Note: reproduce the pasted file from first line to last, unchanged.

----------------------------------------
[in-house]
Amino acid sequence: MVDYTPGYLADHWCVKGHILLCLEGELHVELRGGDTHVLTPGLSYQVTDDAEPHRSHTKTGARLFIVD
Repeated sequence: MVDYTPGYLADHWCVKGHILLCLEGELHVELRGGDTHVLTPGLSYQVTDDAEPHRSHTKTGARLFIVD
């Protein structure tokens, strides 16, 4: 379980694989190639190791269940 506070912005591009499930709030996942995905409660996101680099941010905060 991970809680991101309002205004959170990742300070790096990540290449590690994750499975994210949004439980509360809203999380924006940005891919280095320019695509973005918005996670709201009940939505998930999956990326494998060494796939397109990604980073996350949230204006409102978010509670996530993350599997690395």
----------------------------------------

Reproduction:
[in-house]
Amino acid sequence: MVDYTPGYLADHWCVKGHILLCLEGELHVELRGGDTHVLTPGLSYQVTDDAEPHRSHTKTGARLFIVD
Repeated sequence: MVDYTPGYLADHWCVKGHILLCLEGELHVELRGGDTHVLTPGLSYQVTDDAEPHRSHTKTGARLFIVD
């Protein structure tokens, strides 16, 4: 379980694989190639190791269940 506070912005591009499930709030996942995905409660996101680099941010905060 991970809680991101309002205004959170990742300070790096990540290449590690994750499975994210949004439980509360809203999380924006940005891919280095320019695509973005918005996670709201009940939505998930999956990326494998060494796939397109990604980073996350949230204006409102978010509670996530993350599997690395």